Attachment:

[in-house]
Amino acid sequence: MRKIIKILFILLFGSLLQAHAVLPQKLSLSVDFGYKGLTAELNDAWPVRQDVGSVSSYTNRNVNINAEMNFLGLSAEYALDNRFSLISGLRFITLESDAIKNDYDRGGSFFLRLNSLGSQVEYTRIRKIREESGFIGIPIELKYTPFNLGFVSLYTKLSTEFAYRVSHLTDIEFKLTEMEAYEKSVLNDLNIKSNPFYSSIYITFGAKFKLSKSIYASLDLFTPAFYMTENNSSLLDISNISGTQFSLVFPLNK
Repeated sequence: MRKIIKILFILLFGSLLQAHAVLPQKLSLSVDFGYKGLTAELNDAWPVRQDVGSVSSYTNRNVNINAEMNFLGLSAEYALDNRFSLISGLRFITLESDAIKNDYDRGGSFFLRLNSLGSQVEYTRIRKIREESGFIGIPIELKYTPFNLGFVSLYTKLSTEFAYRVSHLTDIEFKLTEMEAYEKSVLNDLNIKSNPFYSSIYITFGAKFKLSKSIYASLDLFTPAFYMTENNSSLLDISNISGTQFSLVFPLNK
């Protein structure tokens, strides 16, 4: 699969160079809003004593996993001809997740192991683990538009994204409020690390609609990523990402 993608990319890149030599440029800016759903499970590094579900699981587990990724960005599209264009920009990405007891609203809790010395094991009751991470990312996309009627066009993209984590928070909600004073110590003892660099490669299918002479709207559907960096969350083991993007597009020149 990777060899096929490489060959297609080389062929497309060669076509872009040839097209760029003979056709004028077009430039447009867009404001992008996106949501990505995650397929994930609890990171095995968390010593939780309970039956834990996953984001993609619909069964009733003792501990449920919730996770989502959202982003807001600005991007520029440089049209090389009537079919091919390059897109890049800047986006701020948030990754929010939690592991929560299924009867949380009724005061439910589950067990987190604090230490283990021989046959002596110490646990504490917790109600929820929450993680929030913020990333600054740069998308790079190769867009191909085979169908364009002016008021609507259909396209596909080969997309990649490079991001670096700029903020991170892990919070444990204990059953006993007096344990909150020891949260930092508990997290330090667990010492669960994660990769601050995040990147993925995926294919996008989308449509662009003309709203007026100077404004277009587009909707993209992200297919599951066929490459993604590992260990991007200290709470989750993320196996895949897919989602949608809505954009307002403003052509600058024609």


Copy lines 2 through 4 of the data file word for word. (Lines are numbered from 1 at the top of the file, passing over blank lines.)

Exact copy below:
Amino acid sequence: MRKIIKILFILLFGSLLQAHAVLPQKLSLSVDFGYKGLTAELNDAWPVRQDVGSVSSYTNRNVNINAEMNFLGLSAEYALDNRFSLISGLRFITLESDAIKNDYDRGGSFFLRLNSLGSQVEYTRIRKIREESGFIGIPIELKYTPFNLGFVSLYTKLSTEFAYRVSHLTDIEFKLTEMEAYEKSVLNDLNIKSNPFYSSIYITFGAKFKLSKSIYASLDLFTPAFYMTENNSSLLDISNISGTQFSLVFPLNK
Repeated sequence: MRKIIKILFILLFGSLLQAHAVLPQKLSLSVDFGYKGLTAELNDAWPVRQDVGSVSSYTNRNVNINAEMNFLGLSAEYALDNRFSLISGLRFITLESDAIKNDYDRGGSFFLRLNSLGSQVEYTRIRKIREESGFIGIPIELKYTPFNLGFVSLYTKLSTEFAYRVSHLTDIEFKLTEMEAYEKSVLNDLNIKSNPFYSSIYITFGAKFKLSKSIYASLDLFTPAFYMTENNSSLLDISNISGTQFSLVFPLNK
């Protein structure tokens, strides 16, 4: 699969160079809003004593996993001809997740192991683990538009994204409020690390609609990523990402 993608990319890149030599440029800016759903499970590094579900699981587990990724960005599209264009920009990405007891609203809790010395094991009751991470990312996309009627066009993209984590928070909600004073110590003892660099490669299918002479709207559907960096969350083991993007597009020149 990777060899096929490489060959297609080389062929497309060669076509872009040839097209760029003979056709004028077009430039447009867009404001992008996106949501990505995650397929994930609890990171095995968390010593939780309970039956834990996953984001993609619909069964009733003792501990449920919730996770989502959202982003807001600005991007520029440089049209090389009537079919091919390059897109890049800047986006701020948030990754929010939690592991929560299924009867949380009724005061439910589950067990987190604090230490283990021989046959002596110490646990504490917790109600929820929450993680929030913020990333600054740069998308790079190769867009191909085979169908364009002016008021609507259909396209596909080969997309990649490079991001670096700029903020991170892990919070444990204990059953006993007096344990909150020891949260930092508990997290330090667990010492669960994660990769601050995040990147993925995926294919996008989308449509662009003309709203007026100077404004277009587009909707993209992200297919599951066929490459993604590992260990991007200290709470989750993320196996895949897919989602949608809505954009307002403003052509600058024609």